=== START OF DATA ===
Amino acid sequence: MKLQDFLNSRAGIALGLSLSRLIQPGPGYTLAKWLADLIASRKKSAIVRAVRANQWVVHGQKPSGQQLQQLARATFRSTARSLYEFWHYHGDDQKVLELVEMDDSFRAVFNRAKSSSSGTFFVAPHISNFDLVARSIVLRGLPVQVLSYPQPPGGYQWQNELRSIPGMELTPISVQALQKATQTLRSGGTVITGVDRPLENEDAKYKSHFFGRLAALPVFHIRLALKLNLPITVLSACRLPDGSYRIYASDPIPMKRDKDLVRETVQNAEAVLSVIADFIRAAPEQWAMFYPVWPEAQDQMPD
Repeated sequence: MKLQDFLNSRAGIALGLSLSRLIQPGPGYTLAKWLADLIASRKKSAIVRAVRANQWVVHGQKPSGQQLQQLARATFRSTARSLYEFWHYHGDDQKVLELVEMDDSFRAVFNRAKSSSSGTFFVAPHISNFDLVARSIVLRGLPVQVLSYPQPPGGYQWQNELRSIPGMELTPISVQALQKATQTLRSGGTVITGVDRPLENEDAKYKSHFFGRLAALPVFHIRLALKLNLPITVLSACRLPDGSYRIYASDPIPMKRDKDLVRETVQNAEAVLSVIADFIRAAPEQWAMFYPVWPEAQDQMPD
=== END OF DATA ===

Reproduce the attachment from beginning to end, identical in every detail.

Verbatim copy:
Amino acid sequence: MKLQDFLNSRAGIALGLSLSRLIQPGPGYTLAKWLADLIASRKKSAIVRAVRANQWVVHGQKPSGQQLQQLARATFRSTARSLYEFWHYHGDDQKVLELVEMDDSFRAVFNRAKSSSSGTFFVAPHISNFDLVARSIVLRGLPVQVLSYPQPPGGYQWQNELRSIPGMELTPISVQALQKATQTLRSGGTVITGVDRPLENEDAKYKSHFFGRLAALPVFHIRLALKLNLPITVLSACRLPDGSYRIYASDPIPMKRDKDLVRETVQNAEAVLSVIADFIRAAPEQWAMFYPVWPEAQDQMPD
Repeated sequence: MKLQDFLNSRAGIALGLSLSRLIQPGPGYTLAKWLADLIASRKKSAIVRAVRANQWVVHGQKPSGQQLQQLARATFRSTARSLYEFWHYHGDDQKVLELVEMDDSFRAVFNRAKSSSSGTFFVAPHISNFDLVARSIVLRGLPVQVLSYPQPPGGYQWQNELRSIPGMELTPISVQALQKATQTLRSGGTVITGVDRPLENEDAKYKSHFFGRLAALPVFHIRLALKLNLPITVLSACRLPDGSYRIYASDPIPMKRDKDLVRETVQNAEAVLSVIADFIRAAPEQWAMFYPVWPEAQDQMPD